In order to reduce social inequality in Germany, the Federal Government Commissioner for East Germany, Carsten Schneider (SPD), proposes a so-called basic heritage. Support for plans for the state to provide young people with a certain sum when they come of age also came from the Left Party on Thursday. The FDP, on the other hand, rejected the proposal as a “classic redistribution idea”.

“Building property is no longer possible for a large part of the population, especially in the metropolises,” Schneider told the newspapers of the Funke media group. “A basic inheritance would be an interesting instrument to stop this development and to make the starting opportunities in working life a little fairer.”

The German Institute for Economic Research (DIW) had calculated that a basic state inheritance of up to 20,000 euros for all 18-year-olds and their financing through an inheritance or wealth tax would significantly reduce wealth inequality in Germany. The so-called Gini coefficient – the standard measure of inequality – would fall by five to seven percent, depending on how it is structured.

“I think that’s a very exciting idea,” said SPD politician Schneider. “Inequality is growing from generation to generation, which is less due to active income than to wealth growth. If you don’t have anything, it’s difficult to put aside something and build up wealth.”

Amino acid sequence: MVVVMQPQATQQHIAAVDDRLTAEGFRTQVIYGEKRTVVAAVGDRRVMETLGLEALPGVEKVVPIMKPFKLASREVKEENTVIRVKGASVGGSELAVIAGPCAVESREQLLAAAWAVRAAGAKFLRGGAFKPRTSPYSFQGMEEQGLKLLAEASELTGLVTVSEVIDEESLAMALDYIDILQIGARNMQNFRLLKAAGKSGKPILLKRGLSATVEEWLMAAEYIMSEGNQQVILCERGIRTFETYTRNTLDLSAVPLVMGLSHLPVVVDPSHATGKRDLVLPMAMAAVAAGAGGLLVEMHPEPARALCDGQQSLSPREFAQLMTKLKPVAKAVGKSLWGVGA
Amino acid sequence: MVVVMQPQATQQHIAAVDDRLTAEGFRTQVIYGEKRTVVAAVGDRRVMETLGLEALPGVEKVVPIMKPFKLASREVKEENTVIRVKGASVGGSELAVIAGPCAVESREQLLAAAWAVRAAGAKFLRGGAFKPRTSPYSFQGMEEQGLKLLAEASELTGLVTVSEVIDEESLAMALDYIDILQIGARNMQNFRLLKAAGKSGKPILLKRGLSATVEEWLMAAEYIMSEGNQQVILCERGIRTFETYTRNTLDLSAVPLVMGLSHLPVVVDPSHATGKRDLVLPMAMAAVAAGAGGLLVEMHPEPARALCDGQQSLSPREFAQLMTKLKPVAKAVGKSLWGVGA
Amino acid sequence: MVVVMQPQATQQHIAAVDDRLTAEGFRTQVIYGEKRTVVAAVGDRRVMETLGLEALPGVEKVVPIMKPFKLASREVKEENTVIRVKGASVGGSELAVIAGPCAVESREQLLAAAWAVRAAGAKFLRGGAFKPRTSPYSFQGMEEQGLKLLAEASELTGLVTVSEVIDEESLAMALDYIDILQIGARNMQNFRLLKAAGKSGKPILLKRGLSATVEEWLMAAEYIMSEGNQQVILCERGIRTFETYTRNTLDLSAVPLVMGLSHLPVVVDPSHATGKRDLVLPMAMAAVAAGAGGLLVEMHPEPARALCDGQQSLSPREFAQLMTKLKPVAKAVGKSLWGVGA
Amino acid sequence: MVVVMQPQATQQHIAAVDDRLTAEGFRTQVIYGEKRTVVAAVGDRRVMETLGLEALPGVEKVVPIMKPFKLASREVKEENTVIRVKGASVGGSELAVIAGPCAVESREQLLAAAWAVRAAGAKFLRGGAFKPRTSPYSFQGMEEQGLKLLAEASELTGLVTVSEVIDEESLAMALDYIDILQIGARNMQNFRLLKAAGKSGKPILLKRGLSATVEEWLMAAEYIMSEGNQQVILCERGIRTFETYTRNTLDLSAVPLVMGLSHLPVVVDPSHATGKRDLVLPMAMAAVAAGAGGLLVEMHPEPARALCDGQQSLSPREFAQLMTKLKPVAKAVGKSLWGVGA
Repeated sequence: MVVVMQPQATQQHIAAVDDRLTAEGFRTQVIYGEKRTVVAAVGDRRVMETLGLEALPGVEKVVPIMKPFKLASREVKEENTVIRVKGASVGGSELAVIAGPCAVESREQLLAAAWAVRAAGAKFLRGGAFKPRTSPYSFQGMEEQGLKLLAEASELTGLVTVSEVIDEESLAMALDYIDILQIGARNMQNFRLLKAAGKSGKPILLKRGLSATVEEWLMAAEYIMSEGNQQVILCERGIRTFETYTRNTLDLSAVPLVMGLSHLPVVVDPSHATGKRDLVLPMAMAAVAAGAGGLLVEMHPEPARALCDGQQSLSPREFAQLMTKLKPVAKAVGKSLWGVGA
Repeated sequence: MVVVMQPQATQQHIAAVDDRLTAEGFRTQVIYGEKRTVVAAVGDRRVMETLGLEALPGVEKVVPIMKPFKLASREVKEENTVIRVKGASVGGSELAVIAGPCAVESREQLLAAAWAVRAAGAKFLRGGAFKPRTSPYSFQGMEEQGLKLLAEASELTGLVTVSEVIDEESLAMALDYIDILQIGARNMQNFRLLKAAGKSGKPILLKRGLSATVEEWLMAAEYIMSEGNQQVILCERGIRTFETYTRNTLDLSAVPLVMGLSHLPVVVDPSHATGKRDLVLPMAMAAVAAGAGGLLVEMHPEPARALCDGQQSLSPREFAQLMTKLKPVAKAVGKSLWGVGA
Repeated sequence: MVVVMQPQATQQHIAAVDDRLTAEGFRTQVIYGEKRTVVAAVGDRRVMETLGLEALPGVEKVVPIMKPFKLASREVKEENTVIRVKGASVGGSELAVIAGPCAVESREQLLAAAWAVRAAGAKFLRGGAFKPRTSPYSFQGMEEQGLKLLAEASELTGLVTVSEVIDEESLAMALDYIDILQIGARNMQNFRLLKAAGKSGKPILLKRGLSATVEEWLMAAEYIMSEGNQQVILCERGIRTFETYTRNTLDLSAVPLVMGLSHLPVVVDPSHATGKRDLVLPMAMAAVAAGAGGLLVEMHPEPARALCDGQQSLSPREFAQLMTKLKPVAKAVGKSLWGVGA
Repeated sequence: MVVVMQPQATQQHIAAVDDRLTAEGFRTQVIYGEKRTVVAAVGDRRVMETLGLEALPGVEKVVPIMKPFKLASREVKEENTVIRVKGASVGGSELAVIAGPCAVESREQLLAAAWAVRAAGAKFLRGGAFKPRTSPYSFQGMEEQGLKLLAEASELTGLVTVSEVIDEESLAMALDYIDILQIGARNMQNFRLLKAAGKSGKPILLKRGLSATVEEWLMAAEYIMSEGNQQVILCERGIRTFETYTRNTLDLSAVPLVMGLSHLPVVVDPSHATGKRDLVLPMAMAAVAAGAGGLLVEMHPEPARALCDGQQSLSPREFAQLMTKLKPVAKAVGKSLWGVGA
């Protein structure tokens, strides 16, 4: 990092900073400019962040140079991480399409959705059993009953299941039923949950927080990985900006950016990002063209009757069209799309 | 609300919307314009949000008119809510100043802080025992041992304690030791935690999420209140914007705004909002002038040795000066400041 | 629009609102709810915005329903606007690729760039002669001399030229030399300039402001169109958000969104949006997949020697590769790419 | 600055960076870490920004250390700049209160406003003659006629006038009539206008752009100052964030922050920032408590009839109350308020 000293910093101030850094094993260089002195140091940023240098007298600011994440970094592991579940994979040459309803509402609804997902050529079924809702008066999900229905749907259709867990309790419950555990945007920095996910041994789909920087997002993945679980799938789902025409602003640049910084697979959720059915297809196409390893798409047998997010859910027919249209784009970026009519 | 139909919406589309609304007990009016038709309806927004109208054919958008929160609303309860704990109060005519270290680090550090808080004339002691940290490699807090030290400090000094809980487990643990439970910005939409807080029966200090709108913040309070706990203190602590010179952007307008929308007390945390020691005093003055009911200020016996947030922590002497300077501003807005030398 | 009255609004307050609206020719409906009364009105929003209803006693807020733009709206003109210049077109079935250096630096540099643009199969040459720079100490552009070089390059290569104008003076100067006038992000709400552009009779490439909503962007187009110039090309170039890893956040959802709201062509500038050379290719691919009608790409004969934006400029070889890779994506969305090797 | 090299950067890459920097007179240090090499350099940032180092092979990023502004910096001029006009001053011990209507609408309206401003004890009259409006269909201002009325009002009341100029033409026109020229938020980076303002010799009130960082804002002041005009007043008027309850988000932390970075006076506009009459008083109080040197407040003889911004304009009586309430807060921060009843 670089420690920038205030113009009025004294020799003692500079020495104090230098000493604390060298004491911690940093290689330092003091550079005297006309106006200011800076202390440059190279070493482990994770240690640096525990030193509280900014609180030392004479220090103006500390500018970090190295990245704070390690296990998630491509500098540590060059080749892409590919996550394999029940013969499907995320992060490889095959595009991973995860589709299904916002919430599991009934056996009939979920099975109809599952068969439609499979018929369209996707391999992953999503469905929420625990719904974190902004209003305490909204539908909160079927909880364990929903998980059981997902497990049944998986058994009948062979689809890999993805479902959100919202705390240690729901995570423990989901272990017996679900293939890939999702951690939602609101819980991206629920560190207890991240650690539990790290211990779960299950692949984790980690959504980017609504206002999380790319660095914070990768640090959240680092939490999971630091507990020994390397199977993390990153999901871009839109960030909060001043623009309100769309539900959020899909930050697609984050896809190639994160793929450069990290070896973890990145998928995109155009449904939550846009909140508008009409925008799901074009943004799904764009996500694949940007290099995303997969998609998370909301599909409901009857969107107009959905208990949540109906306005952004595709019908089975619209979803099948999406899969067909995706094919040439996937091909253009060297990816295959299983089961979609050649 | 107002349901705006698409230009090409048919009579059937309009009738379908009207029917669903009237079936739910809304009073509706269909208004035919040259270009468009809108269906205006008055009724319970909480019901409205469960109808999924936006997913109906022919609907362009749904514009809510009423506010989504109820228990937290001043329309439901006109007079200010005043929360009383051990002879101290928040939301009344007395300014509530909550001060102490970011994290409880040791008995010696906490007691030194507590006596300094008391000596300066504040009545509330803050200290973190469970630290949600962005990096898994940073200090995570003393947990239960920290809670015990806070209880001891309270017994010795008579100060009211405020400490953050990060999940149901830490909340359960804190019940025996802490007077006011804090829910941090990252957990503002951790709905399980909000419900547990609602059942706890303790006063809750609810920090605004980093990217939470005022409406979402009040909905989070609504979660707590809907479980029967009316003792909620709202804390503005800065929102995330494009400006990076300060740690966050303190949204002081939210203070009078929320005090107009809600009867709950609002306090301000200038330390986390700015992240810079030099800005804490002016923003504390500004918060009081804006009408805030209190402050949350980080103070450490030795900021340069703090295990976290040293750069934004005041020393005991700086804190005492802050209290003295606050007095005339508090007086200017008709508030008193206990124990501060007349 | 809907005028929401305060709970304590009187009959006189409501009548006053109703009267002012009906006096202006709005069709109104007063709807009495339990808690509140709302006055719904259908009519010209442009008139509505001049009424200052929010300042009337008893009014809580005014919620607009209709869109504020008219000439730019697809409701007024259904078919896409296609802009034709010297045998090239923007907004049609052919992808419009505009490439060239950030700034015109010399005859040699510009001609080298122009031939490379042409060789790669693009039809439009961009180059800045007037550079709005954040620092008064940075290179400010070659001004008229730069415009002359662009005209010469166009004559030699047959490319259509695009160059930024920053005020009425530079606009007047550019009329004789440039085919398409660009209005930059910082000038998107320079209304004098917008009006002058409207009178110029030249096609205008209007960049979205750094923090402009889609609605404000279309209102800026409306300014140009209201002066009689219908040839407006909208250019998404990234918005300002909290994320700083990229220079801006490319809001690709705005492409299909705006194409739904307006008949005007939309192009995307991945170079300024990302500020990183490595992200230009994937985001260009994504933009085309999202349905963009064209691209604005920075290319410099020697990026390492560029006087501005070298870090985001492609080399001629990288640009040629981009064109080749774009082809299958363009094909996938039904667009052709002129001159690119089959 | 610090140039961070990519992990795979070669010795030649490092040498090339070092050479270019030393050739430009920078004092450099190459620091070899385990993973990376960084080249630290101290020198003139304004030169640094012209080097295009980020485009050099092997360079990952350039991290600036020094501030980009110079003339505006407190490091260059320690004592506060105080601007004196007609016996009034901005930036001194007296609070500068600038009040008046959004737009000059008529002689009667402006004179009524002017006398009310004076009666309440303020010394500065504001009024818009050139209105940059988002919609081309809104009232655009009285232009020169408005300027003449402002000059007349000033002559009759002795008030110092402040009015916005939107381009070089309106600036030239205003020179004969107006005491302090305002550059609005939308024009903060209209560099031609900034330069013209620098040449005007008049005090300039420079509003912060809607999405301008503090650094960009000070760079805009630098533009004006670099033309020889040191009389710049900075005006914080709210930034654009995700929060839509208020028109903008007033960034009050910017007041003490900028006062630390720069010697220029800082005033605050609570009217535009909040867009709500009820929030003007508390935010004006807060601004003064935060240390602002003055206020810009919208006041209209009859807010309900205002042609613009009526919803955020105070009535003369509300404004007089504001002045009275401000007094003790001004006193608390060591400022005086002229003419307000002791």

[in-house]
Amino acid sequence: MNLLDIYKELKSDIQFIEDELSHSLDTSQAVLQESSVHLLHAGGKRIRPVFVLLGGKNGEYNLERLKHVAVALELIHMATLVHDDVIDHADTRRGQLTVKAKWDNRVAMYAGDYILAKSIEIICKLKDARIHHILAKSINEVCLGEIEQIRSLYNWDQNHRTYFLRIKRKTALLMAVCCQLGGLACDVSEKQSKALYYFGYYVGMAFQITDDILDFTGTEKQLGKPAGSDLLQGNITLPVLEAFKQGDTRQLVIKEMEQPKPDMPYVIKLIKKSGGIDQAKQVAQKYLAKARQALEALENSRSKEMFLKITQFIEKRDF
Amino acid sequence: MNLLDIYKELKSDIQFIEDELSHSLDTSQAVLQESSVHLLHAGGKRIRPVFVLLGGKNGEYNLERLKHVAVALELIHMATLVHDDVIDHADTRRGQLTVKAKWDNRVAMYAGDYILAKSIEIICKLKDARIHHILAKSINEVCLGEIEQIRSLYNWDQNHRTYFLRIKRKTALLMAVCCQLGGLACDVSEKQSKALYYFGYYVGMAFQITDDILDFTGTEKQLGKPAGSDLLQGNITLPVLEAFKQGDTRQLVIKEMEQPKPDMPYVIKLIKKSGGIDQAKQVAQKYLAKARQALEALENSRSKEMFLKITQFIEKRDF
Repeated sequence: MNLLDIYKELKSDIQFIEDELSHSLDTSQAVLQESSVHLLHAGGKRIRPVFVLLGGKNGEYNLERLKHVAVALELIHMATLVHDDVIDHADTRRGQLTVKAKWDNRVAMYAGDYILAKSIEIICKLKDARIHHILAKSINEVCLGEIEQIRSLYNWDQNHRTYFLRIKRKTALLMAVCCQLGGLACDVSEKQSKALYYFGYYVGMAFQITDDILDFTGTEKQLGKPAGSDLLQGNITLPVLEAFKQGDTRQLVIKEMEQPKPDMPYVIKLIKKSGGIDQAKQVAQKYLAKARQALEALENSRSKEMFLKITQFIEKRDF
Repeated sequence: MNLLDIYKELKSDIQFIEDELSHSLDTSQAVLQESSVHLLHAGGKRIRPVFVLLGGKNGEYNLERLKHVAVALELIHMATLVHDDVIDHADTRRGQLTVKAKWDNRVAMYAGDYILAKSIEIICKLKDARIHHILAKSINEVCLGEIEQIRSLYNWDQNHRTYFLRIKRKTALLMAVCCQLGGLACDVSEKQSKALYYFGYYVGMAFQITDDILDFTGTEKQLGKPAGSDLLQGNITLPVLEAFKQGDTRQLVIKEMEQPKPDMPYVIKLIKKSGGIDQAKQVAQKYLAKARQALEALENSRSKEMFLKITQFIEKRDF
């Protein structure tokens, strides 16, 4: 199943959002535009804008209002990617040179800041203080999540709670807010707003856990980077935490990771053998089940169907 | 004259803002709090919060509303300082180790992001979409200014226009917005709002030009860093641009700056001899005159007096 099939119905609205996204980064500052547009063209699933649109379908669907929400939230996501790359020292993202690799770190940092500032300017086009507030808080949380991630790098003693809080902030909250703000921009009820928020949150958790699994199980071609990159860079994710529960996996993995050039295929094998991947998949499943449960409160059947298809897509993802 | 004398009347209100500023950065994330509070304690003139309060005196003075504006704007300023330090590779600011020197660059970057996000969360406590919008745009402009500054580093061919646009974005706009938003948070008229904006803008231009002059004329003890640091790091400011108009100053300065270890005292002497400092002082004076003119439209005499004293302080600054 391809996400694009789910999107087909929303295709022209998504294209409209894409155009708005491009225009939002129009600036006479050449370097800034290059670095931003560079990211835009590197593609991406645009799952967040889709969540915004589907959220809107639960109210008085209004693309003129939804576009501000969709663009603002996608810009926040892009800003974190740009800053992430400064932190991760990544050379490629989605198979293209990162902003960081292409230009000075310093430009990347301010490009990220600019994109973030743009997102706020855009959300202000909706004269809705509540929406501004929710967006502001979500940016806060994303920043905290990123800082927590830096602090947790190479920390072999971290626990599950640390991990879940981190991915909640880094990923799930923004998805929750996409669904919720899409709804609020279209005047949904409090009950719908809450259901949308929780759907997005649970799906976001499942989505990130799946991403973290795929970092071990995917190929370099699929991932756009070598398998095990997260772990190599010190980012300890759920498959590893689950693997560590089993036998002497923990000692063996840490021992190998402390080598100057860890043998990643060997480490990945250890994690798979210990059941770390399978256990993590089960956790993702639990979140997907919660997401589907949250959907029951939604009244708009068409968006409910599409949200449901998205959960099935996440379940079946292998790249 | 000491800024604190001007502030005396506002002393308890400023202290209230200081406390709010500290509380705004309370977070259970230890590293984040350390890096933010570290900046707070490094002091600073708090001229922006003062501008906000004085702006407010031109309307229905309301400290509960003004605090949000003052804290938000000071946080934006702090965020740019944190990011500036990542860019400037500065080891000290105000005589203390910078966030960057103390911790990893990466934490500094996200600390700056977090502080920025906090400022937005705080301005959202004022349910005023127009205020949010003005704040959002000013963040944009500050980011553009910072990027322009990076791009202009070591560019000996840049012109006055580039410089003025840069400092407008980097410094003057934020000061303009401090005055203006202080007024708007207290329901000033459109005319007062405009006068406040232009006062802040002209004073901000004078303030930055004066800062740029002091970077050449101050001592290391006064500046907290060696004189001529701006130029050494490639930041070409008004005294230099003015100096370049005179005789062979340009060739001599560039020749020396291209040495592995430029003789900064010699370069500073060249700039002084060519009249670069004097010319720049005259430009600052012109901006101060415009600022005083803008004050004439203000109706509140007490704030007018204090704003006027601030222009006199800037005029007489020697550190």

For financing, Schneider advocated “a higher inheritance tax for the top ten percent”. In Germany, inheritances worth millions are taxed too little, he criticized. “We run the risk that a rentier society that lives off inheritances will decouple itself from normal working society.”

Left faction leader Dietmar Bartsch made a similar statement in the Funke newspapers. In his view, a basic inheritance could also “relieve the East-West divide, because assets and inheritances are significantly lower in the East.” Bartsch asked Schneider to commission Finance Minister Christian Lindner (FDP) with a basic inheritance bill.

FDP General Secretary Bijan Djir-Sarai rejected the plans. Schneider’s suggestion was “unproductive,” he told the Funke newspapers. “We need to concentrate on making it easier for everyone in our country to accumulate wealth and, for example, to buy a home.”